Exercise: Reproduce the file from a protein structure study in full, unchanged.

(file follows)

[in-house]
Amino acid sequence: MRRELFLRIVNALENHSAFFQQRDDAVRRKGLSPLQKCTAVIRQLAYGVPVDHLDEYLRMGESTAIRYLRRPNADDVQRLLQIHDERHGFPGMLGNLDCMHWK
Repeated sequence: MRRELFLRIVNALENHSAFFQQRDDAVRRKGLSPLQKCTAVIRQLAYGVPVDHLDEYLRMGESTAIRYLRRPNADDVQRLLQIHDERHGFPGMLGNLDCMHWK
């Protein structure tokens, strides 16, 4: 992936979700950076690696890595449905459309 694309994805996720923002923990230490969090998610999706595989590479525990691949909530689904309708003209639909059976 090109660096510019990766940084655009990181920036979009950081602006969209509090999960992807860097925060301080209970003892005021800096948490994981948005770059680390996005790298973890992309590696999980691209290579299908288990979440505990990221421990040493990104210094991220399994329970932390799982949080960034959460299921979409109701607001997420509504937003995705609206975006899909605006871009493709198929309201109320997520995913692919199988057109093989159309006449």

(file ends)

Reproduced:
[in-house]
Amino acid sequence: MRRELFLRIVNALENHSAFFQQRDDAVRRKGLSPLQKCTAVIRQLAYGVPVDHLDEYLRMGESTAIRYLRRPNADDVQRLLQIHDERHGFPGMLGNLDCMHWK
Repeated sequence: MRRELFLRIVNALENHSAFFQQRDDAVRRKGLSPLQKCTAVIRQLAYGVPVDHLDEYLRMGESTAIRYLRRPNADDVQRLLQIHDERHGFPGMLGNLDCMHWK
């Protein structure tokens, strides 16, 4: 992936979700950076690696890595449905459309 694309994805996720923002923990230490969090998610999706595989590479525990691949909530689904309708003209639909059976 090109660096510019990766940084655009990181920036979009950081602006969209509090999960992807860097925060301080209970003892005021800096948490994981948005770059680390996005790298973890992309590696999980691209290579299908288990979440505990990221421990040493990104210094991220399994329970932390799982949080960034959460299921979409109701607001997420509504937003995705609206975006899909605006871009493709198929309201109320997520995913692919199988057109093989159309006449």